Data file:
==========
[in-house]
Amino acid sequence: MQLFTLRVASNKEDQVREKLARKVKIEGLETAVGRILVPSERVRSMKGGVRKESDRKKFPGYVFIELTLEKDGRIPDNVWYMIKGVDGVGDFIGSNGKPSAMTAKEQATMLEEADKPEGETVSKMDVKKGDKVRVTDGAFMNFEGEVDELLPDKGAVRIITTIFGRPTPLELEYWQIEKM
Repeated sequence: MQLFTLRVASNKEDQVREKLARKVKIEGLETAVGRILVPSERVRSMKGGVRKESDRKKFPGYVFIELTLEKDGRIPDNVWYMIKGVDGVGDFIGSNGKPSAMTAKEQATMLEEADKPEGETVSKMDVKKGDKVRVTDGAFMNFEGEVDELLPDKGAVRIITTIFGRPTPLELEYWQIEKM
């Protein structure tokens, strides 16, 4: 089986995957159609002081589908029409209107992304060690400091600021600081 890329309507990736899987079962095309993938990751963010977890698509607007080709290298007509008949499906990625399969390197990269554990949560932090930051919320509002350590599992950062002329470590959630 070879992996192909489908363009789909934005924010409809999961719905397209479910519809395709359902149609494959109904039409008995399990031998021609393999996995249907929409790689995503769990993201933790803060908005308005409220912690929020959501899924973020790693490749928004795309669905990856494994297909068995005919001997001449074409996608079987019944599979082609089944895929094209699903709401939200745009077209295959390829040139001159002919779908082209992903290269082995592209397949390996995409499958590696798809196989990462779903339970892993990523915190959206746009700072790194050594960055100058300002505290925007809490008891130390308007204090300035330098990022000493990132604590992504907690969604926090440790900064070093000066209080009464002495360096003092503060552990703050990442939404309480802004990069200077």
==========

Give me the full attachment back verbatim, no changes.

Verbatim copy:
[in-house]
Amino acid sequence: MQLFTLRVASNKEDQVREKLARKVKIEGLETAVGRILVPSERVRSMKGGVRKESDRKKFPGYVFIELTLEKDGRIPDNVWYMIKGVDGVGDFIGSNGKPSAMTAKEQATMLEEADKPEGETVSKMDVKKGDKVRVTDGAFMNFEGEVDELLPDKGAVRIITTIFGRPTPLELEYWQIEKM
Repeated sequence: MQLFTLRVASNKEDQVREKLARKVKIEGLETAVGRILVPSERVRSMKGGVRKESDRKKFPGYVFIELTLEKDGRIPDNVWYMIKGVDGVGDFIGSNGKPSAMTAKEQATMLEEADKPEGETVSKMDVKKGDKVRVTDGAFMNFEGEVDELLPDKGAVRIITTIFGRPTPLELEYWQIEKM
């Protein structure tokens, strides 16, 4: 089986995957159609002081589908029409209107992304060690400091600021600081 890329309507990736899987079962095309993938990751963010977890698509607007080709290298007509008949499906990625399969390197990269554990949560932090930051919320509002350590599992950062002329470590959630 070879992996192909489908363009789909934005924010409809999961719905397209479910519809395709359902149609494959109904039409008995399990031998021609393999996995249907929409790689995503769990993201933790803060908005308005409220912690929020959501899924973020790693490749928004795309669905990856494994297909068995005919001997001449074409996608079987019944599979082609089944895929094209699903709401939200745009077209295959390829040139001159002919779908082209992903290269082995592209397949390996995409499958590696798809196989990462779903339970892993990523915190959206746009700072790194050594960055100058300002505290925007809490008891130390308007204090300035330098990022000493990132604590992504907690969604926090440790900064070093000066209080009464002495360096003092503060552990703050990442939404309480802004990069200077």